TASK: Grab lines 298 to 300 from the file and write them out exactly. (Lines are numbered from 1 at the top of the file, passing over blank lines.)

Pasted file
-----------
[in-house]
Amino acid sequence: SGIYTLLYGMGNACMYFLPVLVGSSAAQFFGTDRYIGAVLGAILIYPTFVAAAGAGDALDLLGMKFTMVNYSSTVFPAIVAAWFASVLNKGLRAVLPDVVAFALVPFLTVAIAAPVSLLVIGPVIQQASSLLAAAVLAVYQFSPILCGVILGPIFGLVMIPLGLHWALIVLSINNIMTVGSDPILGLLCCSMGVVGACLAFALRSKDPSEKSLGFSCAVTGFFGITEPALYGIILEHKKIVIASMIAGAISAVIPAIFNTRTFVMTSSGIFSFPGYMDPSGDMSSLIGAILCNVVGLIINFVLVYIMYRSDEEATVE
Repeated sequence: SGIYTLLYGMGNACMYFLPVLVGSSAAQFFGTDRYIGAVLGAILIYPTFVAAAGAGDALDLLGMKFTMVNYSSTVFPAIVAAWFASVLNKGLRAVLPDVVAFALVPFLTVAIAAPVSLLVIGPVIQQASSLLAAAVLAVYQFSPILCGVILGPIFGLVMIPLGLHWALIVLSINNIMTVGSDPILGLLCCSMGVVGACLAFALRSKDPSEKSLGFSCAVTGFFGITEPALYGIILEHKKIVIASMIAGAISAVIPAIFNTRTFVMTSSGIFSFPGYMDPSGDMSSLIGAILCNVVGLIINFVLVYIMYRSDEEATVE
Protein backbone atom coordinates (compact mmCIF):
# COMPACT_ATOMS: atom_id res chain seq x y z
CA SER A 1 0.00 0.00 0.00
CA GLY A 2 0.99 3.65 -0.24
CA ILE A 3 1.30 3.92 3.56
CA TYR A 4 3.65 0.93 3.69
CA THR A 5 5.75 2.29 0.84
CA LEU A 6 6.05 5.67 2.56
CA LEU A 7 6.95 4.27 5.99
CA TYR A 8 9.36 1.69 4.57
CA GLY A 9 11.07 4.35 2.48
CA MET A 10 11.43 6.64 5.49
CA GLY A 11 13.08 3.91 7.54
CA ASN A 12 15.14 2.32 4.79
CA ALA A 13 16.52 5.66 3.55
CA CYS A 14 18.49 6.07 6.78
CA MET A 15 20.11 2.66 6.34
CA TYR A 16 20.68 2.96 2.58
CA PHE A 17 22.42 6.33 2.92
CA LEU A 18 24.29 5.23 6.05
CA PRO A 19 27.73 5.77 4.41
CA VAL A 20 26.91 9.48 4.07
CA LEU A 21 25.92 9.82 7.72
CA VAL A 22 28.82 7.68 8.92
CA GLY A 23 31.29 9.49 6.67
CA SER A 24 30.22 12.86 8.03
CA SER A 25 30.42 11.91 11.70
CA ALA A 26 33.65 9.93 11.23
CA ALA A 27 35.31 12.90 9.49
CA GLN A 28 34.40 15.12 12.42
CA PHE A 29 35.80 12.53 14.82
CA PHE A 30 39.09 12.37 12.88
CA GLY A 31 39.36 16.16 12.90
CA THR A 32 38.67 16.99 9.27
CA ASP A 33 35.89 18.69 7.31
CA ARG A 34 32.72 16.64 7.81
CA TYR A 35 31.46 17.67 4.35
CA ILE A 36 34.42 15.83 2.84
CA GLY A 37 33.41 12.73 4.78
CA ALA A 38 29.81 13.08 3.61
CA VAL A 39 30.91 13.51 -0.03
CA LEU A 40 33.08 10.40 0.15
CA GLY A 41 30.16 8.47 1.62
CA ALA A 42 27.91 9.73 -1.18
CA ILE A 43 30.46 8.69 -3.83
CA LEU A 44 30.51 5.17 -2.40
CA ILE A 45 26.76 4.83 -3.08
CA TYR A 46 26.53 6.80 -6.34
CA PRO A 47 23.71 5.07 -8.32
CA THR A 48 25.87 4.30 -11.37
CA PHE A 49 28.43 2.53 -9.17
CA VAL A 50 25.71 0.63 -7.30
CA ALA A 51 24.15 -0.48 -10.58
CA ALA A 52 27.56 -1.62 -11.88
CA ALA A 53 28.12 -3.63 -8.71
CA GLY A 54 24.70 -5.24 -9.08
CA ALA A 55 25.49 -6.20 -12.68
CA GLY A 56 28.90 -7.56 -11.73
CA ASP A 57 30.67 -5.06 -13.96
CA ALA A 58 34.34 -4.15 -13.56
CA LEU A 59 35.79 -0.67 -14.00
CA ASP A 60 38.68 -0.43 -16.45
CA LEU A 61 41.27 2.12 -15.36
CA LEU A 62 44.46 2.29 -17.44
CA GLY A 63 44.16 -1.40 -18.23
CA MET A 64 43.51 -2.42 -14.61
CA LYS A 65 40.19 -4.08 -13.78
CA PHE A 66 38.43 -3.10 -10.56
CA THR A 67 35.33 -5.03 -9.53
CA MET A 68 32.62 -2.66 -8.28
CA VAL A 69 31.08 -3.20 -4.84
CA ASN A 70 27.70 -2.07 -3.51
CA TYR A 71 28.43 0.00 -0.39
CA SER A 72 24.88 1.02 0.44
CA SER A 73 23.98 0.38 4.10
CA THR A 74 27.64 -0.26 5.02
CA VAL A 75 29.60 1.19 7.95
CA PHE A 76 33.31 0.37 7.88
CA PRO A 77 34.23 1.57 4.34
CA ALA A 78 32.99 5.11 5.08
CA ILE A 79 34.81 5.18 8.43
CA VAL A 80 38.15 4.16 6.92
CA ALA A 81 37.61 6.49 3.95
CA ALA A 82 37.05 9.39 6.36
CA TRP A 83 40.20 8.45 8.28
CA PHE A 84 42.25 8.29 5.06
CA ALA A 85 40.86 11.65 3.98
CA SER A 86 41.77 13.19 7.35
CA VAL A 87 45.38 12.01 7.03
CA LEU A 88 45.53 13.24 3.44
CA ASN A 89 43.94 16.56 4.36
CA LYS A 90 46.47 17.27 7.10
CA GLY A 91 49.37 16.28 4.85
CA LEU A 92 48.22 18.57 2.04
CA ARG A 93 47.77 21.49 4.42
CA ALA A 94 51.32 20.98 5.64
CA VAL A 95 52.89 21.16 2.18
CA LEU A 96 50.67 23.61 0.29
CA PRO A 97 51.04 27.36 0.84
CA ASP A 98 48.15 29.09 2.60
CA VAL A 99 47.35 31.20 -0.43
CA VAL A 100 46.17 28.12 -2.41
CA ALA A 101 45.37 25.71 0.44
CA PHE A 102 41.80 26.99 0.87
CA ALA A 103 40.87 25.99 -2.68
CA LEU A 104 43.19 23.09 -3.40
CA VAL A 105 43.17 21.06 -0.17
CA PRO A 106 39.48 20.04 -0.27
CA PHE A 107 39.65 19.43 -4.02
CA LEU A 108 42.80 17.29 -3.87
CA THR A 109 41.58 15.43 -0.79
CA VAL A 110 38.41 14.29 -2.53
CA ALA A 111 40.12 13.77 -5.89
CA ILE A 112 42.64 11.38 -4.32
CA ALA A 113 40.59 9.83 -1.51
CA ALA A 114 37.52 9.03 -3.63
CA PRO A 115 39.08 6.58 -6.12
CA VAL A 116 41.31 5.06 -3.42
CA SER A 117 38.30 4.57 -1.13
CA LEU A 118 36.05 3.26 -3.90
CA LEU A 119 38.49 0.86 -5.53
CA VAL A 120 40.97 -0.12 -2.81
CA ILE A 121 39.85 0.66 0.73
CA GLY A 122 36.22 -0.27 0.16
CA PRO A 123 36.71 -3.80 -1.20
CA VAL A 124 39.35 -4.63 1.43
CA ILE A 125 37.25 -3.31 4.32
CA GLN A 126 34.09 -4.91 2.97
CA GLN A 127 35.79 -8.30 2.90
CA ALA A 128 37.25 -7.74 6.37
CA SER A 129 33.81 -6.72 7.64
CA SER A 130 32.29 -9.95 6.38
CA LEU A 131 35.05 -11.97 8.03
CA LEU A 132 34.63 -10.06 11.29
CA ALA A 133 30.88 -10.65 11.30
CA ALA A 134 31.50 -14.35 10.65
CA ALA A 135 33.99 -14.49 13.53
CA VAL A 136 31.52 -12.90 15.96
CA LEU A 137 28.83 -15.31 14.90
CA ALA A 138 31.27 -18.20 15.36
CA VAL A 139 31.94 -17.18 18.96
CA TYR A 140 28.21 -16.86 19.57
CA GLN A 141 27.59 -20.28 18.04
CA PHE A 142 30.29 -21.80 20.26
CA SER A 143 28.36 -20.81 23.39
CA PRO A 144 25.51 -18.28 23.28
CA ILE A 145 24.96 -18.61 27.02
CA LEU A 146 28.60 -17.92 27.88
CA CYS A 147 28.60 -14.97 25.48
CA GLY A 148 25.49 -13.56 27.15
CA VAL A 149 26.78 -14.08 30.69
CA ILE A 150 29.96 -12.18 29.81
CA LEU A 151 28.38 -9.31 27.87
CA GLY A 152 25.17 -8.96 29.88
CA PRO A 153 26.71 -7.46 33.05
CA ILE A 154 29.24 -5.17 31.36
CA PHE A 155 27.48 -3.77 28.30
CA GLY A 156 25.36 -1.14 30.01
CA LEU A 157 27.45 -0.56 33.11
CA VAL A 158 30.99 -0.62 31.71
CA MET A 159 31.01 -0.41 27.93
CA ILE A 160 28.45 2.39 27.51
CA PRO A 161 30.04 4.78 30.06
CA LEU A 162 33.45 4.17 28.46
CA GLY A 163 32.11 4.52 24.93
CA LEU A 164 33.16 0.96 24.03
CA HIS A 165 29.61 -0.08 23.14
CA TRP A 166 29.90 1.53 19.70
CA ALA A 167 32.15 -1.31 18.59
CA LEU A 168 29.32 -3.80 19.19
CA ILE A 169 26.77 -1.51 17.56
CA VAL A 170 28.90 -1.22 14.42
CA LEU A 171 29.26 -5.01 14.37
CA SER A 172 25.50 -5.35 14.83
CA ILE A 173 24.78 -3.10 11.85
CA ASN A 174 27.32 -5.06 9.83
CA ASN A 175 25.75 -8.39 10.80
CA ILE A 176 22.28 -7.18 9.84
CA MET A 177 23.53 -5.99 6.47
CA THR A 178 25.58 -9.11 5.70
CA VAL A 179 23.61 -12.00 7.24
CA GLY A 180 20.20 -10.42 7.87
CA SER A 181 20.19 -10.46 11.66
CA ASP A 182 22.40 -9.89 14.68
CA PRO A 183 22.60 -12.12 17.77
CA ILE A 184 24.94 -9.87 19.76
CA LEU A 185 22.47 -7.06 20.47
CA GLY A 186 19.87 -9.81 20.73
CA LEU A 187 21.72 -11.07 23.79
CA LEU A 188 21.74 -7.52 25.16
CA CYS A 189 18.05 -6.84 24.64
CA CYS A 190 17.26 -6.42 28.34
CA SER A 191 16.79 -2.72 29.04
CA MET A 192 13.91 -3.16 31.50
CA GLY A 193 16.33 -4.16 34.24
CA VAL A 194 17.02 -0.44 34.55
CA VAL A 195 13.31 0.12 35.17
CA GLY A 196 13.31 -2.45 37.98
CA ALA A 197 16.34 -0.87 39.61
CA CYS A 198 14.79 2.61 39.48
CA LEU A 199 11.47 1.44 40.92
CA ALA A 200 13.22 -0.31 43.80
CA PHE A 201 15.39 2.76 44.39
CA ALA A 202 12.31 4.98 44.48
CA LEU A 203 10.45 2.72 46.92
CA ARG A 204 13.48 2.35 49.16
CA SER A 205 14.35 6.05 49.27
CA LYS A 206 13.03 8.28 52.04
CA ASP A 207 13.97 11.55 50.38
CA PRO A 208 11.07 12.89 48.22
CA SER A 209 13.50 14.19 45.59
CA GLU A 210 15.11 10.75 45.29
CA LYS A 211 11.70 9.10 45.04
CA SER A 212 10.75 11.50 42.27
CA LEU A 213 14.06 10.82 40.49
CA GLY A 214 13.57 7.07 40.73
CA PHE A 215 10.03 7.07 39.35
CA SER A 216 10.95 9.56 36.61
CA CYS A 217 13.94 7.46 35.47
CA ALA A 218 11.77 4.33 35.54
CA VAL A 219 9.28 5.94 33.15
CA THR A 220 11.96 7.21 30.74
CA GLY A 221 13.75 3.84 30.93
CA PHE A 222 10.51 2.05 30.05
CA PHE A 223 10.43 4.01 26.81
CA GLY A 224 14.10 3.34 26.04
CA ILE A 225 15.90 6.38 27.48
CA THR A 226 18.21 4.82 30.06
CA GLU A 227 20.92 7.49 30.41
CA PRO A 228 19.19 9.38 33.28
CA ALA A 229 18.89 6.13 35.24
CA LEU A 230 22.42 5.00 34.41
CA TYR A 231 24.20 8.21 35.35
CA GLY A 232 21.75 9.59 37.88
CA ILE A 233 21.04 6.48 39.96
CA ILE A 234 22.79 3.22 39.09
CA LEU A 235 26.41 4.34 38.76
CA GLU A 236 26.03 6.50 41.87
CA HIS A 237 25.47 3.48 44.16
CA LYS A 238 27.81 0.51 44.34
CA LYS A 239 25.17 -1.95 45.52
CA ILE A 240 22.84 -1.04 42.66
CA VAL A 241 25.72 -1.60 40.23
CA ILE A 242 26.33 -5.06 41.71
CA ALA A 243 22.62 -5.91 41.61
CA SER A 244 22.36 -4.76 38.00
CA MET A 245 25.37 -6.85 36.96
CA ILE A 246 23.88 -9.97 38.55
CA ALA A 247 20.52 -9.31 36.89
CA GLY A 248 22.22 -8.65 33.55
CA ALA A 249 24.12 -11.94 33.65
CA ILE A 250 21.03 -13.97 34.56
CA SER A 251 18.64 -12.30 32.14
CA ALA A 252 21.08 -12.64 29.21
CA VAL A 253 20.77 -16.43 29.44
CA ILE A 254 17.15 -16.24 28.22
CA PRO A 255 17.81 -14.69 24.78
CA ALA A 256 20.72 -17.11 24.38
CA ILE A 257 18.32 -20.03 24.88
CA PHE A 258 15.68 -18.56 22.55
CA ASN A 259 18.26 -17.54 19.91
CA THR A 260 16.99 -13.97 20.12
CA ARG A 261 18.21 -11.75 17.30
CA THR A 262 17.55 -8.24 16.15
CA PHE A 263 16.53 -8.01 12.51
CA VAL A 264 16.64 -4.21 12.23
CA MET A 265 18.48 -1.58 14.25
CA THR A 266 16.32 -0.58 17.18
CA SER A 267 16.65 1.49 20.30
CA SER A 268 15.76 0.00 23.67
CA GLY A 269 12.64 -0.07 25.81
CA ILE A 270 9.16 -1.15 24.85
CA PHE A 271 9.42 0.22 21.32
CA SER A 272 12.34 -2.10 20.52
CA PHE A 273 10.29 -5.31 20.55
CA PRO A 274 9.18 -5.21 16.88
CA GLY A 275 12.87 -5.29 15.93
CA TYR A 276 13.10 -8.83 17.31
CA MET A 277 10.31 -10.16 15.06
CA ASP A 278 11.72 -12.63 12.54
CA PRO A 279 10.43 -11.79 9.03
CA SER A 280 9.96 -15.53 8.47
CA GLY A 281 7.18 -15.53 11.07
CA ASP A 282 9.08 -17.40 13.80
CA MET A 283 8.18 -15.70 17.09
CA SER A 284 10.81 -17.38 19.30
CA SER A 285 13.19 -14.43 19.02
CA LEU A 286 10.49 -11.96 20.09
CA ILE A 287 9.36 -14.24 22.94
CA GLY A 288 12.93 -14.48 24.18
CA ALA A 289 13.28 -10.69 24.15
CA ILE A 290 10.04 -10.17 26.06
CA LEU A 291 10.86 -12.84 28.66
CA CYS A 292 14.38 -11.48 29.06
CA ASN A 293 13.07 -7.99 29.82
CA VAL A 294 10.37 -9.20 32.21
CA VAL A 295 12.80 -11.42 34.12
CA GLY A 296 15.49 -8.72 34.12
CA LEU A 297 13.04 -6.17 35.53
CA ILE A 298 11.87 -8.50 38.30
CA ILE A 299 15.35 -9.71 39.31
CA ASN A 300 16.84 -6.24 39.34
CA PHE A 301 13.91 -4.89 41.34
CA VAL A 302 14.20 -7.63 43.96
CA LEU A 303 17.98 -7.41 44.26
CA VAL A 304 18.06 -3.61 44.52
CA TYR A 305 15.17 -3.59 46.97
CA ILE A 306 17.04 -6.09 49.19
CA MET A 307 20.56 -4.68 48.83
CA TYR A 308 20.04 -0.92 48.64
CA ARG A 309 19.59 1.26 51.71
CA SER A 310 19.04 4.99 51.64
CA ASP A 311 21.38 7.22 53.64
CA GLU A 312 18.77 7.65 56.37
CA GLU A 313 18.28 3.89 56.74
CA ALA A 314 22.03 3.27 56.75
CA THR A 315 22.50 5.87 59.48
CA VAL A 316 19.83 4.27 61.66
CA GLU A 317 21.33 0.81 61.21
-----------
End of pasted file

CA ASN A 293 13.07 -7.99 29.82
CA VAL A 294 10.37 -9.20 32.21
CA VAL A 295 12.80 -11.42 34.12